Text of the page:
Samkucita, Saṅkucita, Saṃkucita, Sankucita: 9 definitions

Introduction

Samkucita means something in Hinduism, Sanskrit, Buddhism, Pali, Marathi. If you want to know the exact meaning, history, etymology or English translation of this term then check out the descriptions on this page. Add your comment or reference to a book if you want to contribute to this summary article.

Alternative spellings of this word include Samkuchita.

In Hinduism

Ayurveda (science of life)

[«previous (S) next»] — Samkucita in Ayurveda glossary
Source: Wisdom Library: Raj Nighantu

Saṃkucita (संकुचित) or Saṅkucita refers to a “half-closed/half-opnened bud” (of a flower), as mentioned in a list of ten synonyms, according to the second chapter (dharaṇyādi-varga) of the 13th-century Raj Nighantu or Rājanighaṇṭu (an Ayurvedic encyclopedia). The Dharaṇyādi-varga covers the lands, soil, mountains, jungles and vegetation’s relations between trees [viz., Saṃkucita] and plants and substances, with their various kinds.

Ayurveda book cover
context information

Āyurveda (आयुर्वेद, ayurveda) is a branch of Indian science dealing with medicine, herbalism, taxology, anatomy, surgery, alchemy and related topics. Traditional practice of Āyurveda in ancient India dates back to at least the first millenium BC. Literature is commonly written in Sanskrit using various poetic metres.

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Languages of India and abroad

Pali-English dictionary

[«previous (S) next»] — Samkucita in Pali glossary
Source: BuddhaSasana: Concise Pali-English Dictionary

saṅkucita : (pp. of saṅkucati) become contracted; shrunk; clenched.

Source: Sutta: The Pali Text Society's Pali-English Dictionary

Saṅkucita, (pp. of saṅkucati) shrunk, contracted, clenched (of the first: °hattha) J. I, 275; VI, 468 (°hattha, opposed to pasārita-hattha); DA. I, 287; PvA. 123, 124. (Page 663)

Pali book cover
context information

Pali is the language of the Tipiṭaka, which is the sacred canon of Theravāda Buddhism and contains much of the Buddha’s speech. Closeley related to Sanskrit, both languages are used interchangeably between religions.

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Marathi-English dictionary

[«previous (S) next»] — Samkucita in Marathi glossary
Source: DDSA: The Molesworth Marathi and English Dictionary

Saṅkucita (सङ्कुचित).—p (S) Narrowed, contracted &c. See saṅkōcita.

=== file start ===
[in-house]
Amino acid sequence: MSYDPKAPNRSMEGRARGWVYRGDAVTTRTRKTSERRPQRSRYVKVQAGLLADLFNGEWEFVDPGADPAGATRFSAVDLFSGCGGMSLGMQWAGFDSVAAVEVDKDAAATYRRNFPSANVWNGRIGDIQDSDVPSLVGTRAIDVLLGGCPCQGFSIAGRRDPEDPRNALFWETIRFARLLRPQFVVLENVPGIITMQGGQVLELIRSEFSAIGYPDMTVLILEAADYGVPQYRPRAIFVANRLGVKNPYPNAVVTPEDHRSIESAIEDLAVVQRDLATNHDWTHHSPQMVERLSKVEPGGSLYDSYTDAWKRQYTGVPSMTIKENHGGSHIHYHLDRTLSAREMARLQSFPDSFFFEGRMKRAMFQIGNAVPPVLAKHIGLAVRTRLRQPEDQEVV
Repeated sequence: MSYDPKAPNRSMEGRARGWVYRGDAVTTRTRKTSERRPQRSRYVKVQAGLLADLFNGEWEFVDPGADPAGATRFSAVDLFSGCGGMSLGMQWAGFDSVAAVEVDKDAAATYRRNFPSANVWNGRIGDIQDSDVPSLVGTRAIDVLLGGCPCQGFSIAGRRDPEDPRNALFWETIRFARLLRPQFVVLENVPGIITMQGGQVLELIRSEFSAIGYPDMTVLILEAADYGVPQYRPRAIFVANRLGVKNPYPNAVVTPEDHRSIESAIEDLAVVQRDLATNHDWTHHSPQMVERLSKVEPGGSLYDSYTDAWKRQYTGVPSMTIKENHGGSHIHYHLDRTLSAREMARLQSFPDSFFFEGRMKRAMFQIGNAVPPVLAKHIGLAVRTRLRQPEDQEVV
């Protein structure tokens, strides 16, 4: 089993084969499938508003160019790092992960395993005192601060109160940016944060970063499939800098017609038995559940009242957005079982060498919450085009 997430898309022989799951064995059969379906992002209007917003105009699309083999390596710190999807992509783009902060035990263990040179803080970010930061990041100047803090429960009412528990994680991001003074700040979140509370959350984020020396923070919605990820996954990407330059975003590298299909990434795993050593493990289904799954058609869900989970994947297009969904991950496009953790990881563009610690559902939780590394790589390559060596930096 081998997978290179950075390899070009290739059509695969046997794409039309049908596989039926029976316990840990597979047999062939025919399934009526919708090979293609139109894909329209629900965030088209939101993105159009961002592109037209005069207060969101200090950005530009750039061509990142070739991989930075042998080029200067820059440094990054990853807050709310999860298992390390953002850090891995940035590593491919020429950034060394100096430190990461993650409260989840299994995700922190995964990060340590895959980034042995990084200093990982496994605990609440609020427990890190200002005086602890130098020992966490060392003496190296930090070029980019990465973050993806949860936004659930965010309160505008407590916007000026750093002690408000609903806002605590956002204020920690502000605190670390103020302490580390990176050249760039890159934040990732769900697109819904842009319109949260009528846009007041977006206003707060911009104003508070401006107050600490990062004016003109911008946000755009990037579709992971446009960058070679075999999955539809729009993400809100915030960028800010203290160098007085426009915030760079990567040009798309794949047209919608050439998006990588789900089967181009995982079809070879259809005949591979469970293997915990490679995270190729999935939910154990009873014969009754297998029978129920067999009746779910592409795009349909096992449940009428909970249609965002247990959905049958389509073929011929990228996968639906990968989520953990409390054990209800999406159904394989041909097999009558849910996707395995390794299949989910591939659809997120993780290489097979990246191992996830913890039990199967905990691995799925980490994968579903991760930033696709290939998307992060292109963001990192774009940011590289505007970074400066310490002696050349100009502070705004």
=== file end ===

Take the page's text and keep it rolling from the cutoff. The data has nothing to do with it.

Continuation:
Source: DDSA: The Aryabhusan school dictionary, Marathi-English

Saṅkucita (सङ्कुचित).—p Narrowed, contracted, see saṅkōcita.

context information

Marathi is an Indo-European language having over 70 million native speakers people in (predominantly) Maharashtra India. Marathi, like many other Indo-Aryan languages, evolved from early forms of Prakrit, which itself is a subset of Sanskrit, one of the most ancient languages of the world.

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Sanskrit-English dictionary

[«previous (S) next»] — Samkucita in Sanskrit glossary
Source: DDSA: The practical Sanskrit-English dictionary

Saṃkucita (संकुचित).—p. p.

1) Contracted, abridged; लङ्कापतेः संकुचितं यशो यत् (laṅkāpateḥ saṃkucitaṃ yaśo yat) Vikr.1.27.

2) Shrunk, wrinkled; गात्रं संकुचिंतं गतिर्विगलिता दन्ताश्च नाशं गताः (gātraṃ saṃkuciṃtaṃ gatirvigalitā dantāśca nāśaṃ gatāḥ) Pt.4.78.

3) Closed, shut.

4) Covering.

Source: Cologne Digital Sanskrit Dictionaries: Shabda-Sagara Sanskrit-English Dictionary

Saṅkucita (सङ्कुचित).—mfn.

(-taḥ-tā-taṃ) 1. Unblown, unopened. 2. Closed, shut. 3. Narrowed, contracted. E. sam before kuc to contract, aff. kta .

Source: Cologne Digital Sanskrit Dictionaries: Cappeller Sanskrit-English Dictionary

Saṃkucita (संकुचित).—[adjective] contracted, wrinkled, shut, bent.

Source: Cologne Digital Sanskrit Dictionaries: Monier-Williams Sanskrit-English Dictionary

1) Saṃkucita (संकुचित):—[=saṃ-kucita] [from saṃ-kuñc] mfn. contracted, shrunk, shrivelled, narrowed, closed, shut, [Rāmāyaṇa; Bhartṛhari; Suśruta]

2) [v.s. ...] crouching, cowering, [Monier-Williams’ Sanskrit-English Dictionary]

3) [v.s. ...] Name of a place [gana] takṣaśilādi.

4) Sāṃkucita (सांकुचित):—[from sāṃkuci] mfn. derived from Saṃ-kucita [gana] takṣaśilādi.

context information

Sanskrit, also spelled संस्कृतम् (saṃskṛtam), is an ancient language of India commonly seen as the grandmother of the Indo-European language family. Closely allied with Prakrit and Pali, Sanskrit is more exhaustive in both grammar and terms and has the most extensive collection of literature in the world, greatly surpassing its sister-languages Greek and Latin.

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